If The Fuel Evaporates, The Fuel Tax Does Not!

Coles Supermarkets Australia Pty Ltd v Commissioner of Taxation [2019] FCA 1582 sought to clarify whether the Taxpayer (Coles Supermarkets Pty Ltd) was entitled to a fuel tax credit for fuel acquired for resale to customers where a small proportion (approximately 0.3%) of the fuel was lost through evaporation or leakage.

Moshinsky J provided a summary in his judgement:-

“1. There are five proceedings before the Court. The applicant in each proceeding, Coles Supermarkets Australia Pty Ltd (Coles), is the representative member of the Coles GST Group. The group includes Eureka Operations Pty Ltd (Eureka), which carries on the business of retailing fuel and operating convenience stores trading as “Coles Express”. The proceedings are appeals under Pt IVC of the Taxation Administration Act 1953 (Cth) (the Tax Administration Act) from objection decisions made by the respondent (the Commissioner).

2. The proceedings concern claims for “fuel tax credits” and “decreasing fuel tax adjustments” under the Fuel Tax Act 2006 (Cth) in respect of fuel that evaporated or leaked at Coles Express stores. The proceedings arise in the context of an overall legislative scheme whereby fuel tax arises under a series of statutes including the Excise Act 1901 (Cth), the Excise Tariff Act 1921 (Cth), the Customs Act 1901 (Cth) and the Customs Tariff Act 1995 (Cth). Within that framework, the Fuel Tax Act provides a single system of credits and adjustments that reduce the incidence of tax on fuels.

3. The proceedings concern the following monthly tax periods:

(a)     July 2012 to June 2015; and

(b)     August 2017. 

4. Coles contends that a certain proportion (approximately 0.3%) of the fuel it acquired during those tax periods was lost through evaporation or leakage. It claims fuel tax credits or decreasing fuel tax adjustments in respect of the fuel that evaporated or leaked (and thus was not sold to customers).

5. The Commissioner contends that Coles is not entitled to any fuel tax credits or decreasing fuel tax adjustments. Further, in respect of the tax periods from July 2012 to January 2014, the Commissioner contends that any entitlement to fuel tax credits has ceased pursuant to s 47-5 of the Fuel Tax Act.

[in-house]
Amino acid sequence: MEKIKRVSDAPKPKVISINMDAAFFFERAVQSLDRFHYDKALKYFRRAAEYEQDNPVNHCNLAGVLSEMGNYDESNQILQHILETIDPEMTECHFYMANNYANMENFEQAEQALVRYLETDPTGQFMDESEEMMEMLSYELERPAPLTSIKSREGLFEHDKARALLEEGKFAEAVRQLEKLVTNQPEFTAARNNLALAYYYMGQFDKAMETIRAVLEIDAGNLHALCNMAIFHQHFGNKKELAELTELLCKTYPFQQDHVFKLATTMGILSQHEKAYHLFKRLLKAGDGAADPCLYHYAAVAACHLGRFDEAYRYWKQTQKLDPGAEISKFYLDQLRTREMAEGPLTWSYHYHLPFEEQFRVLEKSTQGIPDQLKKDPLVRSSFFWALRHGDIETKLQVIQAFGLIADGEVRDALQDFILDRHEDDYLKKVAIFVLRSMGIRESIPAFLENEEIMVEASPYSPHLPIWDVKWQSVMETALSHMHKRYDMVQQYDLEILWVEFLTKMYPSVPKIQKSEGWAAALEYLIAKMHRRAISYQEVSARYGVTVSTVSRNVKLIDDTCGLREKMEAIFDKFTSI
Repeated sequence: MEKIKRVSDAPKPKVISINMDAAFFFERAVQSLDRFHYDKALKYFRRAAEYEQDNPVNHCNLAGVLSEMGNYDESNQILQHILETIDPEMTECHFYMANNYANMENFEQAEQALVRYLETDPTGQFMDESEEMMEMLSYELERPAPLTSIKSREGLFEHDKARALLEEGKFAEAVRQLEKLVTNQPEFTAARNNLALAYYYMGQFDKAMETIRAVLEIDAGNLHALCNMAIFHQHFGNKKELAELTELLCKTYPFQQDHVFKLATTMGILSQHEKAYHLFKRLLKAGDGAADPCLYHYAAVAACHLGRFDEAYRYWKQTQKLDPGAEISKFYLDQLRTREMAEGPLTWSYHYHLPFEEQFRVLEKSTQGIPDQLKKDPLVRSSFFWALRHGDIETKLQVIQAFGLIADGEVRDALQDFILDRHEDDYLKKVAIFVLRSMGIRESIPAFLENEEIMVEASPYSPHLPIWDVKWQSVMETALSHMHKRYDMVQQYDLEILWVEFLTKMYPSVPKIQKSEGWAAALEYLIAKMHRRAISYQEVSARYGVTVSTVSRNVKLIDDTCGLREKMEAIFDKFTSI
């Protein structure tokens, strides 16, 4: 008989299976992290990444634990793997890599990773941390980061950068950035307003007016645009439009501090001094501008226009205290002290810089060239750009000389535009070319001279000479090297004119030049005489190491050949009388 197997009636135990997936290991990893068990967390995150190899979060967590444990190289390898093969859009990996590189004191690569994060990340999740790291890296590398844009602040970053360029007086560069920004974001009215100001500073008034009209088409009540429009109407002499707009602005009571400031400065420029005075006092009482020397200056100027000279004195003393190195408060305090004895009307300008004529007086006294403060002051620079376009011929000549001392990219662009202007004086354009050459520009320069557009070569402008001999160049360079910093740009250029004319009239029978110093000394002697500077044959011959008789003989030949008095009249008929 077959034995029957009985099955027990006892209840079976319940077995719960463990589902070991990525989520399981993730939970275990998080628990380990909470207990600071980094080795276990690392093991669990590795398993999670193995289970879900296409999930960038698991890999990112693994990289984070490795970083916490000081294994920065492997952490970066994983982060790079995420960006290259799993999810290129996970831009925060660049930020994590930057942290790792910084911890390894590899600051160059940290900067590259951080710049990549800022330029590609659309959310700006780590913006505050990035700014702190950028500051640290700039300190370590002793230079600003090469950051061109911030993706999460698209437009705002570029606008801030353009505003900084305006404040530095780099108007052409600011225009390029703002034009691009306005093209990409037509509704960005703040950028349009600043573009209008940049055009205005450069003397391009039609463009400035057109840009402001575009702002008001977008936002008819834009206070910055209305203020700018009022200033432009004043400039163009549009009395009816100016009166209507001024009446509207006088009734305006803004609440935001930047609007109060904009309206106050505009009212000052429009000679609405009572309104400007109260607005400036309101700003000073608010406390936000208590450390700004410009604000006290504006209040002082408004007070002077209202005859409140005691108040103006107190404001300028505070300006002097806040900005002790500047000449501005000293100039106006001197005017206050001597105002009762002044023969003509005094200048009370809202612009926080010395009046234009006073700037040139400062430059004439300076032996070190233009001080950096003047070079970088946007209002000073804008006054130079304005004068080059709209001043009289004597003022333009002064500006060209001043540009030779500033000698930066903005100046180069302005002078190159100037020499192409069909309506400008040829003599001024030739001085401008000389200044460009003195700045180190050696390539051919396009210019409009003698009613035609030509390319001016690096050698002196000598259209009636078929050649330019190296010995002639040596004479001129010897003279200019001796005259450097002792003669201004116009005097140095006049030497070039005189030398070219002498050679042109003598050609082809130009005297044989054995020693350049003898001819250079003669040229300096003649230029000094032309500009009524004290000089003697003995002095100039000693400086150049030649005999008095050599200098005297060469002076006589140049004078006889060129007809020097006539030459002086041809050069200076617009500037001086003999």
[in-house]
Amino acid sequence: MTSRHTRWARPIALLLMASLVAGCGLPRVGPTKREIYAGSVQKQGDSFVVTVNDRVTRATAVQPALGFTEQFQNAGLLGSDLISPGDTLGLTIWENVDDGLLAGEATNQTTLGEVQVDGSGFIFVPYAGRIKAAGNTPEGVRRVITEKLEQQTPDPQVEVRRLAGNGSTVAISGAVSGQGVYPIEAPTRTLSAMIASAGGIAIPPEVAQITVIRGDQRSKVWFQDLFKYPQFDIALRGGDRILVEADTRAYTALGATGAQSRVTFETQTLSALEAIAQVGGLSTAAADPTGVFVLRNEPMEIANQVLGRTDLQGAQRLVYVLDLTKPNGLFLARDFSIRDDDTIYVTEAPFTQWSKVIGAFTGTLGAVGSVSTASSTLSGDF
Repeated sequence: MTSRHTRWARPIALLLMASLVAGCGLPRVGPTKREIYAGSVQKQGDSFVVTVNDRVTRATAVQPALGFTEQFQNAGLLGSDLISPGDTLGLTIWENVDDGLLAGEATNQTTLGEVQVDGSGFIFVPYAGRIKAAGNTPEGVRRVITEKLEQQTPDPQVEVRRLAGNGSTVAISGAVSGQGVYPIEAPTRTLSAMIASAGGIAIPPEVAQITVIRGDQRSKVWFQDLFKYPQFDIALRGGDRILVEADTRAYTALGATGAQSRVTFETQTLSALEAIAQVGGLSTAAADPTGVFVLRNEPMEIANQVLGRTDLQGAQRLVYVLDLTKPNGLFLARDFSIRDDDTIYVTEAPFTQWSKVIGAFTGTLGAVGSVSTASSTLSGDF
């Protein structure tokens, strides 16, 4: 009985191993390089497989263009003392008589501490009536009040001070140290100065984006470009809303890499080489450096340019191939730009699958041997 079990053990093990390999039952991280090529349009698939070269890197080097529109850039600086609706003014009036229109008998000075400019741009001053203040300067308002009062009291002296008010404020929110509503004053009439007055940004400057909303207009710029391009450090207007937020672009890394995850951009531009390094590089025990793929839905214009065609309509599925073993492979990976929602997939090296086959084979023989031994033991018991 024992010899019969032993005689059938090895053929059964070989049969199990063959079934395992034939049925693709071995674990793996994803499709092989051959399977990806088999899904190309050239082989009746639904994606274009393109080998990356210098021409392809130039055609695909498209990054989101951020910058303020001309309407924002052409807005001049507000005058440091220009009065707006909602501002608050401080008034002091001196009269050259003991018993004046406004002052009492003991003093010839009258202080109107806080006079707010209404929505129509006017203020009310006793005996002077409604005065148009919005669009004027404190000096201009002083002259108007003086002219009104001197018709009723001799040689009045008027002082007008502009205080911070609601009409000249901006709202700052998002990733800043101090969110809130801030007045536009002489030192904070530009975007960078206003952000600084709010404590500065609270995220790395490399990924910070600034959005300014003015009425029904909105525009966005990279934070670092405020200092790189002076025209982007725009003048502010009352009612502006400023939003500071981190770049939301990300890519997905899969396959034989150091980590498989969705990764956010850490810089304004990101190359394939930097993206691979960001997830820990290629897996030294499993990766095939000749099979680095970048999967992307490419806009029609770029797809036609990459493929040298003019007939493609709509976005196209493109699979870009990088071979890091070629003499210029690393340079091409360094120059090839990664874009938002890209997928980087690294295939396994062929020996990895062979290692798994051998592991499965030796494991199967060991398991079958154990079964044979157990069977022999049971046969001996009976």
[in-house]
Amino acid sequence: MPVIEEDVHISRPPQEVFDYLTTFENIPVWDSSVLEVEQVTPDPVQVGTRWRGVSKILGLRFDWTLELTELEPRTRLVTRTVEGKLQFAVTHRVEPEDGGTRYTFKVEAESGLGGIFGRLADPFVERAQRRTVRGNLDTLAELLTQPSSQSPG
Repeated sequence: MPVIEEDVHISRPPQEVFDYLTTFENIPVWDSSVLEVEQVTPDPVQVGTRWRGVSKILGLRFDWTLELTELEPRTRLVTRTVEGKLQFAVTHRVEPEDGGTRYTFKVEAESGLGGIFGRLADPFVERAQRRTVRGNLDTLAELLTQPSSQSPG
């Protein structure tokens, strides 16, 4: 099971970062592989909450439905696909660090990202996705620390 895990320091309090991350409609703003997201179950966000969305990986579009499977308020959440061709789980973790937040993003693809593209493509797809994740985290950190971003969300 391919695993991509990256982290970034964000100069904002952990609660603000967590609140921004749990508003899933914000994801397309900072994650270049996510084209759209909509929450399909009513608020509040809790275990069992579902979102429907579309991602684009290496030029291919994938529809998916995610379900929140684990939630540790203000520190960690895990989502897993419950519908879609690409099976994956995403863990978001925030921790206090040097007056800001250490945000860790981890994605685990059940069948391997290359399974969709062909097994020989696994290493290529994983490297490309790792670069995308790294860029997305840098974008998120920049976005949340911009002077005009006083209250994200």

6. The following issues arise for determination (although, as explained below, not all issues arise in respect of each tax period):

(a)     whether, for the purposes of s 41-5 of the Fuel Tax Act, the relevant fuel was acquired “for use in carrying on [the relevant] enterprise”, such that Coles was entitled to a fuel tax credit in respect of the fuel lost by evaporation or leakage (the Fuel Tax Credit Issue);

(b)     (in the alternative to issue (a)) whether, under s 44-5 of the Fuel Tax Act, Coles is entitled to a decreasing fuel tax adjustment on the basis that fuel acquired for retail sale, but subsequently lost by evaporation or leakage, was used in a way that was different from that intended at the time of its acquisition (the Decreasing Fuel Tax Adjustment Issue); and

(c)     if Coles was entitled to fuel tax credits pursuant to s 41-5 for any of the tax periods from July 2012 to January 2014, whether Coles has ceased to be entitled to those fuel tax credits by reason of the operation of s 47-5 of the Fuel Tax Act (the Section 47-5 Issue).

7. For the reasons that follow, I have concluded that the three issues should be determined as follows:

(a)     Coles is not entitled to a fuel tax credit under s 41-5 in respect of fuel that evaporated or leaked during the relevant tax periods.

(b)     Coles is not entitled to a decreasing fuel tax adjustment under s 44-5 in respect of fuel that evaporated or leaked during the relevant tax periods.

(c)     In light of my conclusion in respect of the Fuel Tax Credit Issue, it is unnecessary to determine the Section 47-5 Issue. Nevertheless, I make some observations about this issue.”

The fuel tax credit issue

The Court determined that on the construction of s 41-5(1) of the Fuel Tax Act, evaporation and leakage did not constitute a “use”. The Court held:-

“Thus, although in some contexts the evaporation or leakage of fuel may constitute “use” of the fuel in carrying on an enterprise, in the present context, where the evaporation and leakage were wholly incidental to an application of the bulk of the fuel that did not constitute a “use” of the fuel for the purposes of the Act, I do not consider the relevant fuel to have been acquired for use in carrying on Coles Express’s enterprise for the purposes of s 41-5(1).”

In short, the Court considered that the evaporation or leakage of fuel was not “used” for resale. The Court concluded that Coles Express did not acquire the relevant fuel (that is, the fuel that subsequently evaporated or leaked) “for use in carrying on [its] enterprise” for the purposes of s 41-5(1) and therefore was not entitled to a fuel tax credit for the fuel that had evaporated or leaked during any of the relevant tax periods.

The decrease in fuel tax adjustment issue

Coles argued that if it failed on the fuel tax credits issue then in the alternative it was entitled to a decrease in fuel tax adjustment pursuant to section 44-5 of the Fuel Tax Act in respect of the fuel that was lost through evaporation or leakage. Coles argued that it was entitled to a decrease in fuel tax adjustment on “the basis that fuel acquired for retail sale, but subsequently lost by evaporation or leakage was used in a way that was different from that intended at the time of acquisition”.

In holding that Coles failed on this ground also, the Court considered that the word “use” had the same meaning as in section 44-5(1) as it has in section 41-5(1). The Court noted:-